BISCUITS + COUNTRY HAM GRAVY
With the arrival of the autumn equinox, this comfort-food classic gets elevated to a new level thanks to chef Jeremiah Langhorne of The Dabney in Washington, D.C. When a Virginia son tells you to add country ham to your gravy, you do it, and thank him later.
Recipe and photo courtesy of Jeremiah Langhorne and The Dabney.
Yields about 6-8 large or 18-22 small.
- 6 cups White Lilly flour (Self-Rising)
- 2 1/4 cups high-quality buttermilk
- 1 lb. high-quality butter
- 25 grams of Salt
- 4 grams freshly ground black pepper
- 1 whole egg, plus 1 yolk
- 1 tsp. water
Yields about 6-8 cups.
- 6 oz. good-quality sliced country ham (such as Edwards)
- 4 cups milk
- 2 oz. butter
- 2 oz. flour
- Salt and cracked black pepper to taste
Dice butter and freeze. Preheat oven to 450 degrees Fahrenheit. Mix the flour, salt, and pepper, then chill. Cut the butter into flour using your hands or a tool. Once the flour will clump when squeezed, but still falls apart when you poke it, it’s ready. Using your hand like a whisk, mix the buttermilk into the flour, just until it comes together in a dough ball. Fold the dough back on itself a couple of times but be careful not to overwork it. Lay out on a flat floured surface and pat it down into a flat shape, about 2 inches thick. Using a ring mold of desired size, punch out biscuits. Grease the inside of a cast-iron pan with a small amount of butter. Place biscuits in pan and chill for 10 minutes in fridge. Mix egg wash by combining whole egg plus one yolk and water. Mix well with a whisk. Using a pastry brush (or back of spoon), apply to top of biscuits. Bake for 5 minutes at 450 degrees, then drop the oven temperature down to 375 and bake for another 5 to 8 minutes. Check to make sure they are fully baked by lifting one of the tops of the biscuits in the center and looking inside. It should look fluffy and cooked. If its gooey, it needs more time.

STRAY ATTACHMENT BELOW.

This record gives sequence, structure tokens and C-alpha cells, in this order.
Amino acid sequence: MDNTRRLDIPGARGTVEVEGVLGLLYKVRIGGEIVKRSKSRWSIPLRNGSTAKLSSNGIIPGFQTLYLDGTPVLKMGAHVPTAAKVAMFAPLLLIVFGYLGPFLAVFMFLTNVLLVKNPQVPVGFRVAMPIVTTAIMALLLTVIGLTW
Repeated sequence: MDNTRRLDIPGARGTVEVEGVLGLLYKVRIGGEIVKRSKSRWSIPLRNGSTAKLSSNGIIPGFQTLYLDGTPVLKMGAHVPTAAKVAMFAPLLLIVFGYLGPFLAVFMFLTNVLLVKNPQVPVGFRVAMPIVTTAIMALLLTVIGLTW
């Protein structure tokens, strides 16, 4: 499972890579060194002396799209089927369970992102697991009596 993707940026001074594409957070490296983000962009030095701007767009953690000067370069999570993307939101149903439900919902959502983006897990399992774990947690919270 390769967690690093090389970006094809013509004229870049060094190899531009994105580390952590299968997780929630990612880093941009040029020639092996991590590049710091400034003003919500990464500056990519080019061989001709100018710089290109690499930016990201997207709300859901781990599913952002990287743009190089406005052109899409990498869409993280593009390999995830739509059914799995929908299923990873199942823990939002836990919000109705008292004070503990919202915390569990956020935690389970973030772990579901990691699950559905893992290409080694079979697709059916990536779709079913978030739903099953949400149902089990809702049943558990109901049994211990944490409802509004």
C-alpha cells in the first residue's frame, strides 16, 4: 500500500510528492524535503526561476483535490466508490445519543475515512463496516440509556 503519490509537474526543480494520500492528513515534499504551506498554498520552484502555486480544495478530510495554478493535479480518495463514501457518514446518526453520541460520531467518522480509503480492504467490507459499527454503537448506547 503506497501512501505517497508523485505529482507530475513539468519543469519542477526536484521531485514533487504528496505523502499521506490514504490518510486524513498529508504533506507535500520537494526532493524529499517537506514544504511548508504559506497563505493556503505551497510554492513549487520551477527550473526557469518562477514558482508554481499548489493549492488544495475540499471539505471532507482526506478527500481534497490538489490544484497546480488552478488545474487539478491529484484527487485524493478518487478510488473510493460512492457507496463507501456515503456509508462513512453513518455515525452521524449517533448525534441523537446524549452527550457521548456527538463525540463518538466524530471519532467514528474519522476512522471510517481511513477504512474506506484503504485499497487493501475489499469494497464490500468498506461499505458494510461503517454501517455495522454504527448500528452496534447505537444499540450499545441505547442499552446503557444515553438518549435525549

In a cast-iron pan on medium heat, fry half of your ham slices, especially the fattier ones, flipping them occasionally until all of the fat has rendered out. Remove the ham slices from the pan, place them on a towel to drain, and reserve for later. In the same pan that you rendered the ham in, add the butter and melt on medium heat until foamy. Whisk in the flour little by little until a roux is formed. Continue to cook roux for another 2 to 3 minutes to cook out the raw flour taste. Begin to add the milk one cup at a time, fully incorporating each time. At first, it will get really thick but continue to add the milk and you will see it return to a nice consistency. Season with salt and pepper to taste. The remaining ham should be chopped into small pieces and added to the gravy. If the gravy is too thick for your liking, simply add a little more milk but make sure to adjust the seasoning as well.